Scrivener Cheat Sheet: Start Using Scrivener Now

by Corina Koch MacLeod

Scrivener is a wonderful tool for the drafting and revising stages of a book. It allows you to move chunks of text around with ease, organize everything, including research notes, in the same project file, and convert your book to ebook, web, and print formats.
When you first open the program, though, it can seem a little confusing. It doesn’t operate quite like the word processor you might be familiar with — mostly because things aren’t where you’d expect them to be. Don’t despair. Scrivener is a powerful tool with many features you’ll learn to locate and come to appreciate.
With a cheat sheet, though, you can begin using Scrivener right now. 
Open Scrivener, Select “New Project,” choose a template (the Blank template is least confusing) and click on the Green Plus icon at the top. This will create a new “file.” Park your cursor in the “Editor” pane in the middle and begin writing.
Begin typing in the middle panel

Downloadable Cheat Sheet

If there’s something you’d like to do, but you don’t know where to find the command, consult this downloadable cheat sheet at the Tech Tools for Writers site. 
* This list favours Scrivener for Windows, but I’ve included some Mac features, too.
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8 thoughts on “Scrivener Cheat Sheet: Start Using Scrivener Now

  1. Thanks for this, I started the tutorial and got kind of lost, I know hopeless right? lol, anyway I’m not giving up so I’ll give this a try next. 🙂

    1. You’re not hopeless at all. Scrivener takes a bit of getting used to. It helps to realize that you can simply begin by typing in the middle pane. When you have a “how do I do this” question, check this cheat sheet to see if I’ve addressed it. I found that working through Scrivener by trying something and then looking up what I didn’t know prevented me from getting overwhelmed.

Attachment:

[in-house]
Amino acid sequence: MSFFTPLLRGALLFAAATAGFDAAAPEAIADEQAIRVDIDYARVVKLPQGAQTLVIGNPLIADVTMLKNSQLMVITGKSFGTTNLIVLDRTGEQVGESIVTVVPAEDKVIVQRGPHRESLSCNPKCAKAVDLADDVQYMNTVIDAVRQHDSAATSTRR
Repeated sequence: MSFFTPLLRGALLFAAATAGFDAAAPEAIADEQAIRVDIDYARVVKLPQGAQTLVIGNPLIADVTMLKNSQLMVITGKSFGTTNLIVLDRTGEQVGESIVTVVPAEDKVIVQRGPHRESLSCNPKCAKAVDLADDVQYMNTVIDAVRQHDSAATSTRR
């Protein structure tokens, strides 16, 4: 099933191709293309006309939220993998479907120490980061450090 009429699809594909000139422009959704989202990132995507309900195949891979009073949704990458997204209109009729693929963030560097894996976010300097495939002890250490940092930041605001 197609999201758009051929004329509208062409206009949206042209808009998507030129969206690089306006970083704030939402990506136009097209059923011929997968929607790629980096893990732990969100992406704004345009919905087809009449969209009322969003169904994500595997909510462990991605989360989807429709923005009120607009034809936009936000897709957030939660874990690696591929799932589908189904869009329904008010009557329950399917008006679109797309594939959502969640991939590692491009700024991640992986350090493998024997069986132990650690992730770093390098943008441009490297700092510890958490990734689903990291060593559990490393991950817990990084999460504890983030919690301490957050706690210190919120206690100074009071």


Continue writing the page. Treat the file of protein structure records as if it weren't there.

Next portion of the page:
1. You’re welcome, Gwen. And thanks! Your guide, Scrivener for Dummies, and your blog are two sources I consult when I need to look something up. And I think you offer a Scrivener course, too, right?

    2. Glad to hear it, Corina. I do offer courses several times a year. I’m in the middle of one now, but my next full course should be in September. I’m also planning on a one-week, Compile course in late spring. Thanks!

  2. Great post Corin! And I really appreciate your mention of my Scrivener Course.

    I love how you’ve organized the commands by “writing moves” here. That is so helpful. I’ve added this post into my collection of recommendations 🙂

  3. You’re most welcome, Joseph! People learn in lots of different ways, and it’s nice to have lots of learning options. And thanks for adding this post to your list of recommendations. This post is a work-in-progress, so feel free to let me know if I’ve missed anything.

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